Jeff Mangum of Neutral Milk Hotel (330th new thing).
August 17, 2012 § 1 Comment
Patrick had been working on a super secret show for years. Literally…two years. If I walked into his office and he was emailing an agent about this high level secret he would cover the screen with his hands or minimize the window. Curiosity aroused, I managed to catch the initials “JM” in the subject line. I started spouting off names of any act I could think of who may have fit the JM description. And some who didn’t. Joni Mitchell, Jim Morrison, Mungo Jerry? I didn’t even stay in the parameters of the living. At one point I suggested Jeff Mangum, but Patrick didn’t flinch. Still, I felt it was the best guess so far. And I was right. So finally on Day Three Hundred Thirty for the first time ever, I saw Jeff Mangum play live.
I arrived late to the Neutral Milk Hotel fan world. I bought In the Aeroplane Over the Sea when I was twenty-three, four years after the band had essentially stopped touring and recording, in the Newcastle HMV. However, it only took one listen for me to move the album to an imaginary top ten list. I found myself almost daily putting in headphones and jumping manically around my tiny grad school dorm room in frigid England, lip syncing to “King of Carrot Flowers Part 2 & 3.” So while not a long-time super fan of Jeff Mangum and his music, I only had positive associations.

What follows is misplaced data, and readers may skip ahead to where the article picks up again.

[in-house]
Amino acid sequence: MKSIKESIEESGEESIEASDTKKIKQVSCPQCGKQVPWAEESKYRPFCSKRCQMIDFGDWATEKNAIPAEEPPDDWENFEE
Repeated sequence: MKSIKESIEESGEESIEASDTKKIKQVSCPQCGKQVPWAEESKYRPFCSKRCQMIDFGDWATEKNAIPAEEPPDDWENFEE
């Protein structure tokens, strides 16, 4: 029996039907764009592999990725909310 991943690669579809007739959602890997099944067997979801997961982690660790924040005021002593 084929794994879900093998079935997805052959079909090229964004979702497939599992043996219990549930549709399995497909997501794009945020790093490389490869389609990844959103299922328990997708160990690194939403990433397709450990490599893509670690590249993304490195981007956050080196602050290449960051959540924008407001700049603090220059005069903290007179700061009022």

It was raining as I hurriedly parked my car a block away from Variety Playhouse and rushed in before the headliner began. I met Patrick in the lobby, waved hello to a few friends and acquaintances, and ordered a beer. Despite the fact that the show was sold-out and the standing areas along either wall of the theatre were beyond packed, we managed to find a couple of empty seats toward the back of the room, with a clear view of the stage. And shortly after a tall scruffy looking man called Jeff walked on stage to begin the acoustic rendition of “Two Headed Boy Part 2.”
The crowd roared into anticipatory applause. Nineties Athens indie rock was brought back to life in Little Five Points for a night. Chills ran down my arms, and stayed there throughout the show. At one point I looked up at Patrick and saw him begin to well up under memories and nostalgia. Seeing Jeff Mangum was a huge burst of youthful remembrance for him. He grew up with this music, in college for the heyday of Neutral Milk Hotel.
As the more popular songs were played with minimal instrumentation, the audience sang along. I wanted a big musical crescendo as “King of Carrot Flowers” (all parts) was played, but the additional musical support on stage was spaced out. Andrew and Laura from Elf Power, Scott Spillane from Gerbils and Neutral Milk Hotel, and another musician all took turns joining Mangum on stage.
It really was a fantastic live music experience. Even without the electric guitar and drums and even the theremin. the show rocked. And now I have another happy memory to associate with what is still an album on my imaginary “Top Ten” list.
Even as a thirty year old I will still listen to “King of Carrot Flowers” with headphones and thrash madly around the room.